popular than investing in our home land? Can't you see every member of Congress
proudly standing and proclaiming their support for investing in our great home land?
You might as well have called it the Puppies and Kittens and Apple Pie and Cute Kids Act
of 2004. According to Floyd Norris of the New York Times, the idea was quite simple.
International companies were given a one-time large tax break on overseas profits. The
promise was that this money would be used to encourage investment in this country.
New plants would be built and jobs created. These companies promised to do more
research and development. Instead of being taxed at the 35% rate, normal for corporate
profits, this act would chop the rate to around 5%for profit brought back and invested
in the "Homeland". Oh, by the way, the language of the law said that the money could not
be used to raise stock dividends or repurchase shares. So far, so good, right? The
companies get a tax break and the "Homeland" gets much needed investment. How
could you vote against this? What kind of grinch or cynical nay-sayer would you have
to be to oppose such a simple and appealing plan?
As expected, with the help of the Bush Administration, the Act passed and some
$300 billion of overseas profits were brought back from foreign subsidiaries. Now,
three professors have examined what actually happened to the money and "surprise,
surprise", their analysis shows that over 90% of the profits repatriated were used to buy
back shares and increase shareholders dividends. This, of course, was what was precisely
prohibited by the language of the bill.
The study, given the great title of "Watch What I Do, Not What I Say: The
Unintended Consequences of the Homeland Investment Act", chronicles what was done
with the money. The study concludes there is no evidence that any of the companies
used he money for what they promised they would when they lobbied Congress to pass
this patriotic piece of legislative legerdemain. There was no increase in investment in
this country, no increase in research and development, no increase in jobs, and no increase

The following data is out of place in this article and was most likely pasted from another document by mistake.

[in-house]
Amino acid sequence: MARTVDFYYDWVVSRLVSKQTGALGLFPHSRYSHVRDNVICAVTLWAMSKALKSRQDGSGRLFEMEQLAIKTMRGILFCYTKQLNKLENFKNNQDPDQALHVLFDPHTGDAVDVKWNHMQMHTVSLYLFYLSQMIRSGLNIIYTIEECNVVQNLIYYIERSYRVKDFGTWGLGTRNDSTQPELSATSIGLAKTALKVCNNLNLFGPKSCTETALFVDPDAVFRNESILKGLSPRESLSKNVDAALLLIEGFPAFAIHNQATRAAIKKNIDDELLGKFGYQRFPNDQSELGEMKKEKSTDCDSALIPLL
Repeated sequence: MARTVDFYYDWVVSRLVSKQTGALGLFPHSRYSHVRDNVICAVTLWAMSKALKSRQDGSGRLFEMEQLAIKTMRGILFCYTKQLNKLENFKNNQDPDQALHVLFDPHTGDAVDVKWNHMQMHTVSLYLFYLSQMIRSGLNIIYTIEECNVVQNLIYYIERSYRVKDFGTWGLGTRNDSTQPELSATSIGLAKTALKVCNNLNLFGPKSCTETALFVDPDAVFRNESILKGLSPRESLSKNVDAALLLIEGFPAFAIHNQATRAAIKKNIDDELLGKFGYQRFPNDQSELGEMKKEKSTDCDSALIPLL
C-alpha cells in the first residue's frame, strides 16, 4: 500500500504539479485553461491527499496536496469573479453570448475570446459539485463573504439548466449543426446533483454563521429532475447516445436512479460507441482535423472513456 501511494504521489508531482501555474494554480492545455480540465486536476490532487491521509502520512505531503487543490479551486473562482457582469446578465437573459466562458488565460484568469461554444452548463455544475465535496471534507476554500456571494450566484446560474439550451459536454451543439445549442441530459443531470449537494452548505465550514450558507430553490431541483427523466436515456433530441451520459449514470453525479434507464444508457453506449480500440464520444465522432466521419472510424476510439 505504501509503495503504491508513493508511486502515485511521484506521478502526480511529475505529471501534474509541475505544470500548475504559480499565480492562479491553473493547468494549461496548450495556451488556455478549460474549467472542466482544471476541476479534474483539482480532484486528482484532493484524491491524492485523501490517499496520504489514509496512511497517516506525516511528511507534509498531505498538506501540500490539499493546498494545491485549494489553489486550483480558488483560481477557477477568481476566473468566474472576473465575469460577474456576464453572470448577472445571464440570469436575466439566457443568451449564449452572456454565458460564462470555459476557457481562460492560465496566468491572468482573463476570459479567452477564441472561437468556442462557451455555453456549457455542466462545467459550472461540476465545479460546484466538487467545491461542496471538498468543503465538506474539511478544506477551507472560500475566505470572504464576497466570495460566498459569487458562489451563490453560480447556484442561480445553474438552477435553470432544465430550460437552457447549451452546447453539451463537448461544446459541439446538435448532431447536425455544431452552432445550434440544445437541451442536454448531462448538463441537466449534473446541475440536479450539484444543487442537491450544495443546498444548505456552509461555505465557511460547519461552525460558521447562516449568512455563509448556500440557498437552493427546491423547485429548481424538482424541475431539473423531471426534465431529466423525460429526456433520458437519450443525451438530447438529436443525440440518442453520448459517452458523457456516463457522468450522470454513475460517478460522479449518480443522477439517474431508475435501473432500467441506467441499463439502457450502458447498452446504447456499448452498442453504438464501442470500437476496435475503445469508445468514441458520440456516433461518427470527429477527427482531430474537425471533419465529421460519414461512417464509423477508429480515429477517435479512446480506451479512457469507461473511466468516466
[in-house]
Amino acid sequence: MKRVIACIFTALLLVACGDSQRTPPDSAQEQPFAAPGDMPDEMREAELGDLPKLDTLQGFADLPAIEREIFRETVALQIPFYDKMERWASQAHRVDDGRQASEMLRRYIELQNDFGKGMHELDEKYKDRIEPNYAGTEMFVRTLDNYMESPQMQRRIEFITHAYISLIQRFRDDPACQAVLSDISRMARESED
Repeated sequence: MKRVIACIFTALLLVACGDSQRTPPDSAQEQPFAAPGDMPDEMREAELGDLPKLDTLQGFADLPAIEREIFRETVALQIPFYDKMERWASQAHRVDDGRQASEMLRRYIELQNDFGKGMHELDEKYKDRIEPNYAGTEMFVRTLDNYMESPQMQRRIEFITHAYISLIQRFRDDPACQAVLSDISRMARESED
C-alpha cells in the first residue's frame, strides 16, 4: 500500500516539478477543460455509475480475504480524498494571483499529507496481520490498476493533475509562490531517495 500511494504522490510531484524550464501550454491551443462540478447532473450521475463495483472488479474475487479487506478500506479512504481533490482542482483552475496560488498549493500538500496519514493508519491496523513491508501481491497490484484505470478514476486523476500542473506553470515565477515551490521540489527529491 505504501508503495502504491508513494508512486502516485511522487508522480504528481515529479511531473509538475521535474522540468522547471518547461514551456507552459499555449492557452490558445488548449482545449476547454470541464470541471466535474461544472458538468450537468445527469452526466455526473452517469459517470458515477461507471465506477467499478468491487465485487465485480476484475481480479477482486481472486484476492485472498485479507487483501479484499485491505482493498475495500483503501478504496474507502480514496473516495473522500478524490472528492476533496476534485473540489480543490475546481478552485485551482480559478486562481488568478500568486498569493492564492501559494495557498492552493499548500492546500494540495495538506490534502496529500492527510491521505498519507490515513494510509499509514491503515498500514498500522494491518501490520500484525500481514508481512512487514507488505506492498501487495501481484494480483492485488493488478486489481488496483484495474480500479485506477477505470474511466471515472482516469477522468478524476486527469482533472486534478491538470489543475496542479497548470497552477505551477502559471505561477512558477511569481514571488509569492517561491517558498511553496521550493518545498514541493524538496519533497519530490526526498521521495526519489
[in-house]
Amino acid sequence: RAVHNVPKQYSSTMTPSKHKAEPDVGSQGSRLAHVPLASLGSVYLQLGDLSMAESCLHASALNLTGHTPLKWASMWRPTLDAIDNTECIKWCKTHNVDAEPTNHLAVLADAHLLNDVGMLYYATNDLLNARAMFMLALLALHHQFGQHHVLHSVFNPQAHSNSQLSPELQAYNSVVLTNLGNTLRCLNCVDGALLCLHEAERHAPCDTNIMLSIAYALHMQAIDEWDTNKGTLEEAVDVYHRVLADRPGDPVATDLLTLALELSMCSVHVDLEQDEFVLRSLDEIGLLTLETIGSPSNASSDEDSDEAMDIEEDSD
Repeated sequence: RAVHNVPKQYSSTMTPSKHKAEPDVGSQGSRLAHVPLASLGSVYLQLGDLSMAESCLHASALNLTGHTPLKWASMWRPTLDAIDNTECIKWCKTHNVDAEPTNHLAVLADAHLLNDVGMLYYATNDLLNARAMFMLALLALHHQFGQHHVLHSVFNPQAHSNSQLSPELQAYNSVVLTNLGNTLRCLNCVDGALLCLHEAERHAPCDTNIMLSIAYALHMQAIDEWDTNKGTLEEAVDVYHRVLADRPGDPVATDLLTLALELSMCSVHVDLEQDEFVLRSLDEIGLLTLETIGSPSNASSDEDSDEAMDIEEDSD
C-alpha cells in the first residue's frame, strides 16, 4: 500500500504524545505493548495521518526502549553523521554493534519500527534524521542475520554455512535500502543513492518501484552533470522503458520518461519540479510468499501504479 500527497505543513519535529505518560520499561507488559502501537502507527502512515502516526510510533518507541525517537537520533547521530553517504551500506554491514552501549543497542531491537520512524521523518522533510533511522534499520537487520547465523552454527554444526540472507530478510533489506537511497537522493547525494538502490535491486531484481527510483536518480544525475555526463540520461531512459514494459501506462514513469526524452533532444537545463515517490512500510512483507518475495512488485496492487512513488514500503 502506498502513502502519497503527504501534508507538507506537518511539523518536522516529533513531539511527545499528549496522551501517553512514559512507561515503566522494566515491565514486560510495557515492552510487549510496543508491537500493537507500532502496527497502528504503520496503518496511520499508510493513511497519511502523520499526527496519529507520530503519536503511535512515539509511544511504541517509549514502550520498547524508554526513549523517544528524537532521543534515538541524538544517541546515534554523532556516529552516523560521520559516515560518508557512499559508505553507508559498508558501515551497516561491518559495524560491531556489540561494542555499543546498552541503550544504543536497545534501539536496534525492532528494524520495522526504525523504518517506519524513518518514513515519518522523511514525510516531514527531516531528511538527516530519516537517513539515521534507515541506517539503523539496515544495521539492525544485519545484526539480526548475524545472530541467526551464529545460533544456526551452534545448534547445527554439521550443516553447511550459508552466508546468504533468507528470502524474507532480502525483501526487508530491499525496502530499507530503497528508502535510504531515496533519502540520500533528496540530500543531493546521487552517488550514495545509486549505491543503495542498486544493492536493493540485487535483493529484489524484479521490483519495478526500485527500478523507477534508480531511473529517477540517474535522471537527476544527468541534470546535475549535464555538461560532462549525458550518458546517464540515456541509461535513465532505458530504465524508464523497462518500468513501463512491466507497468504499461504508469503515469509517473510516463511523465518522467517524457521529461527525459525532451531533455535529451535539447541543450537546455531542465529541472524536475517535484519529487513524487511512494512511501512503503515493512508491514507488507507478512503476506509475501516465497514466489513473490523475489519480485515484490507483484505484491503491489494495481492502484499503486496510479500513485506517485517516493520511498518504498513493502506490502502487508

in new plants or facilities. The unbelievable part, if this isn't enough already, is that the
very companies who lobbied for this corporate tax giveaway failed to live up to any of the
promises they made about what they would do with the money. The United States
treasury lost over $100 billion in tax revenues (that's you and me, by the way, and we
have to pay more in taxes to make up for that loss), and we got zip, zilch, nada for this
generous little gift to corporate America.
The report concludes that "the restrictions placed on how the money was to be
used were completely ineffective". The authors cite the case of Dell Computer. Dell had
pushed hard for the law, and promised that they would build a new plant in Winston-Salem,
North Carolina. They brought back into the country some $4 billion in profits and spent
$100 million on the plant. Sounds perfect, right? This is just how it was supposed to work.
However, the study shows that Dell admitted the plant would have been built anyway. Oh,
and a short time later, the company used $2 billion for a share buy back, precisely what
the law supposedly prohibited them from doing.
If your temperature is not rising yet, this gets even better. Remember, the
companies get a tax gift in return for bringing money home and investing it here. The
study concludes that many companies got the tax break, but never returned any money
to the U.S. They knew the law was coming, so they increased foreign investment (took the
money out of this country and invested it somewhere else); and then when the law passed,
they claimed the profits and got the tax break without reducing foreign investment or
using the money to benefit Americans in this country. The study called it "round tripping".
It does not appear that anyone broke any laws in all of this. (How that is
possible I have no idea, since the language of the law was so clear.) The reason appears
to be that companies were able to move money around so as to take advantage of the tax
break on the one hand, and then use different money, freed up by the nice little gift from
Congress, to buy back shares and for other purposes the law prohibited.
Oh, and to add insult to injury, the study authors throw in a little trickle-down
economics. While concluding that this law was a gift for corporate America that cost you
and I billions of tax dollars, while not doing any of the things that would benefit us; the
authors do offer an up note by concluding that many of these billions went to share holders
who must have spent some of that "found" money, and trickled down some of it into the
economy which benefitted us in some way.
Just a few weeks ago, President Obama made a modest proposal to close some
of these foreign tax loopholes which encourage companies to spend their money in other
nations instead of here. He claimed this has resulted in job losses and a reduction in
investment in our "Homeland". You would have thought he had nationalized the means
of production from the howls coming from the business world. Business spokespeople
attacked the President. They claimed that closing the loopholes would hurt the ability of
businesses to compete overseas and will cost jobs in this country. The president of
Microsoft threatened to immediately move jobs overseas if the President attempted to
close any of these tax gifts to corporate America.
The next time you hear corporate America talking about jobs and puppies and
kittens and investing in the "Homeland" to benefit all Americans, please remember that
what they say and what they do bear no resemblance to each other. What do you think?
I welcome your comments and rebuttals. Please send them to firstname.lastname@example.org